For instance, if you had three distributed caches, one with 100,000 5k objects, 50,000 1Mb objects, and 1,000,000 2k objects and one replicated cache with 4,000 50k objects, and we are hosting 3 processes per physical machines making the calculation:

next we convert all to the same unit and get our final value:

so, now we know we will need 35 storage enabled members to store the data.

Calculating the number of Members per physical server:
Once the number of members has been determined, you can decide how many members will be in each physical box, however there are some more things to consider, the server hosting the member still needs memory and cycles for the OS to work optimally, and paging/swapping should never be used, so we need to make sure not to use all of the available physical memory with Coherence members.
The CPU usage, as explained above is also very important and if not correctly managed performance will be greatly degraded due to threads fighting over cores.The exact number of members per core will depend on the load, but one core per member is a reasonable starting number, but this should be profiled and tuned by running tests and checking the task backlog Mbean and the CPU usage in the OS, making sure that it is not running too hot or too slow, and adjusting the number of members per box accordingly.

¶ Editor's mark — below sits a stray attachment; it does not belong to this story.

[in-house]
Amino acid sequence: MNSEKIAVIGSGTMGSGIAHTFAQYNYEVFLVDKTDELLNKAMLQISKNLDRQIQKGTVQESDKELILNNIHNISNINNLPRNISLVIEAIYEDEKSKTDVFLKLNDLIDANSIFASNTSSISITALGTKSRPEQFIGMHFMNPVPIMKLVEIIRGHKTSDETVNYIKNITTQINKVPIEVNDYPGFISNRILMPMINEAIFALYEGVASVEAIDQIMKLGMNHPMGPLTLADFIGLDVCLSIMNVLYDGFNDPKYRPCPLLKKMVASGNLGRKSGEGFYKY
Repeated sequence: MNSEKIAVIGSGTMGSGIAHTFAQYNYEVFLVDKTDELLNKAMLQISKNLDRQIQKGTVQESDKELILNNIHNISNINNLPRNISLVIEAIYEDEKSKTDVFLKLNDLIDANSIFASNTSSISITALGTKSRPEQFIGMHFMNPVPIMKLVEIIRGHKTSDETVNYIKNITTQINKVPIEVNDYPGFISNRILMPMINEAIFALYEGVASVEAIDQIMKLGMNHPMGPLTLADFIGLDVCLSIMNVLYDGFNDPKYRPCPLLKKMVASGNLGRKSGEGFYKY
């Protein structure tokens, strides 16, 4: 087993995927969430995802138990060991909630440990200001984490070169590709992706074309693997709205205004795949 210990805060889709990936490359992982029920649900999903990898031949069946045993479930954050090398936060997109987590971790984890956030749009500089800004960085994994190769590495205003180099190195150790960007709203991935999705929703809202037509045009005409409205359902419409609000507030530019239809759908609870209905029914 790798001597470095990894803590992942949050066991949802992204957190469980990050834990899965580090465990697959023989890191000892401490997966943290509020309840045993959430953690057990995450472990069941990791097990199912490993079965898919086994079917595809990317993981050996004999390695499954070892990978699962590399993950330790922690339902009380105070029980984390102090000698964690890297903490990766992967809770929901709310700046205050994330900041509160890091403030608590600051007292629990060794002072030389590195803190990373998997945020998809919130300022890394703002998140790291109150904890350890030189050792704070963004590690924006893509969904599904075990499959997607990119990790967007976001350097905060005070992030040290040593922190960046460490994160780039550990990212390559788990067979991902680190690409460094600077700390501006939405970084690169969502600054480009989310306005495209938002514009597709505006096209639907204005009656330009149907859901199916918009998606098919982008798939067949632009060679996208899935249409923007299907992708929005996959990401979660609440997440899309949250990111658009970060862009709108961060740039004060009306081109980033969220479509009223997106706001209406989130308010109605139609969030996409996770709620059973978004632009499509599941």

Calculating the number of extend members per cluster
Members running the Coherence*Extend service should be storage disabled and should have JVM’s the same size as the other members, because, even though they will not store data they will potentially be doing multiple aggregations for different clients. It is important to remember that you will need one Thread per active concurrent connection by setting the Thread-count on the proxy configuration, and should derive the number of proxies you need from that, keeping in mind the cpu considerations discussed earlier and that you should at the very least have two on different physical machines for reliability.



  1. Nice article....
    Only a small glitch though with the example showing
    calculation of storage members..I would have expected multiplication by 2 to account for backups. :)